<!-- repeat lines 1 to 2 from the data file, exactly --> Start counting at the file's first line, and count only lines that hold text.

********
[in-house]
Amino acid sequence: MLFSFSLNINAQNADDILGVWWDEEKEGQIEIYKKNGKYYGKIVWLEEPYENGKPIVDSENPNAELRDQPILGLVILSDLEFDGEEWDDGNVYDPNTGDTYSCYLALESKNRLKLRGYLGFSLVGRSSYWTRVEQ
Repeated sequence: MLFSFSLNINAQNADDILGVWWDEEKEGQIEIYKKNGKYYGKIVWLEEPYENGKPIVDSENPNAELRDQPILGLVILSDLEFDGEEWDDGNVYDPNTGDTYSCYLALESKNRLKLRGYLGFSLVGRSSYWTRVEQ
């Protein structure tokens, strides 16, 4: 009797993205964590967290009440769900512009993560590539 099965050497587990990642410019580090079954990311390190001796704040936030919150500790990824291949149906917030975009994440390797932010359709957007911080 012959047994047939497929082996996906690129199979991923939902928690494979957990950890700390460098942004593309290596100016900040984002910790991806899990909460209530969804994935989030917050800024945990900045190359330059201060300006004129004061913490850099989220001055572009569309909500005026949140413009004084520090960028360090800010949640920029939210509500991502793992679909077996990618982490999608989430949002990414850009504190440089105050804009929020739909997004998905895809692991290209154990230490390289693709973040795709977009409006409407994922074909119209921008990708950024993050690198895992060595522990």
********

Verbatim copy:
[in-house]
Amino acid sequence: MLFSFSLNINAQNADDILGVWWDEEKEGQIEIYKKNGKYYGKIVWLEEPYENGKPIVDSENPNAELRDQPILGLVILSDLEFDGEEWDDGNVYDPNTGDTYSCYLALESKNRLKLRGYLGFSLVGRSSYWTRVEQ